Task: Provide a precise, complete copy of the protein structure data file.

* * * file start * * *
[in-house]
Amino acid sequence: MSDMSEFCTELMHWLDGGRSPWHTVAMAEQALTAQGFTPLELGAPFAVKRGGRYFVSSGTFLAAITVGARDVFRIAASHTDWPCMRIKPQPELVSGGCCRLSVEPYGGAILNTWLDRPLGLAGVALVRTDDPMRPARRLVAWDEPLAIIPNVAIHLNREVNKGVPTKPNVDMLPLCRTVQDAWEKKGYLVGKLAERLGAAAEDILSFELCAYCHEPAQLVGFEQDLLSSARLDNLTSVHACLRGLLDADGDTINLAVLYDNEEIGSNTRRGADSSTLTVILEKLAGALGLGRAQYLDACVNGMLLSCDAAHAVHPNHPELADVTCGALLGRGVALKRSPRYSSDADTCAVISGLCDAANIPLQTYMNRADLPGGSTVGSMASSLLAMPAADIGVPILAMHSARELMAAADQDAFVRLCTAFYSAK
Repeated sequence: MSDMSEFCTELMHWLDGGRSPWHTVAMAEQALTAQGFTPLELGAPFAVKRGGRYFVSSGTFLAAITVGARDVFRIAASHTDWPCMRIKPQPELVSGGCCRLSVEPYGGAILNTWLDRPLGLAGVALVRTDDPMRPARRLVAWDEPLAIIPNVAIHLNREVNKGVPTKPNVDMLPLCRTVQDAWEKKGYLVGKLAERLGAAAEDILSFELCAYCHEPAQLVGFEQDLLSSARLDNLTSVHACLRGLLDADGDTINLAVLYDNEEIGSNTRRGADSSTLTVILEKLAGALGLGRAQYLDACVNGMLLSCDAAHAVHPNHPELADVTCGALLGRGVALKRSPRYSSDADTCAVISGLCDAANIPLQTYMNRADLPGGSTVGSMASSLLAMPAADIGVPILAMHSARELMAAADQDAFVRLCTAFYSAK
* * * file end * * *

[in-house]
Amino acid sequence: MSDMSEFCTELMHWLDGGRSPWHTVAMAEQALTAQGFTPLELGAPFAVKRGGRYFVSSGTFLAAITVGARDVFRIAASHTDWPCMRIKPQPELVSGGCCRLSVEPYGGAILNTWLDRPLGLAGVALVRTDDPMRPARRLVAWDEPLAIIPNVAIHLNREVNKGVPTKPNVDMLPLCRTVQDAWEKKGYLVGKLAERLGAAAEDILSFELCAYCHEPAQLVGFEQDLLSSARLDNLTSVHACLRGLLDADGDTINLAVLYDNEEIGSNTRRGADSSTLTVILEKLAGALGLGRAQYLDACVNGMLLSCDAAHAVHPNHPELADVTCGALLGRGVALKRSPRYSSDADTCAVISGLCDAANIPLQTYMNRADLPGGSTVGSMASSLLAMPAADIGVPILAMHSARELMAAADQDAFVRLCTAFYSAK
Repeated sequence: MSDMSEFCTELMHWLDGGRSPWHTVAMAEQALTAQGFTPLELGAPFAVKRGGRYFVSSGTFLAAITVGARDVFRIAASHTDWPCMRIKPQPELVSGGCCRLSVEPYGGAILNTWLDRPLGLAGVALVRTDDPMRPARRLVAWDEPLAIIPNVAIHLNREVNKGVPTKPNVDMLPLCRTVQDAWEKKGYLVGKLAERLGAAAEDILSFELCAYCHEPAQLVGFEQDLLSSARLDNLTSVHACLRGLLDADGDTINLAVLYDNEEIGSNTRRGADSSTLTVILEKLAGALGLGRAQYLDACVNGMLLSCDAAHAVHPNHPELADVTCGALLGRGVALKRSPRYSSDADTCAVISGLCDAANIPLQTYMNRADLPGGSTVGSMASSLLAMPAADIGVPILAMHSARELMAAADQDAFVRLCTAFYSAK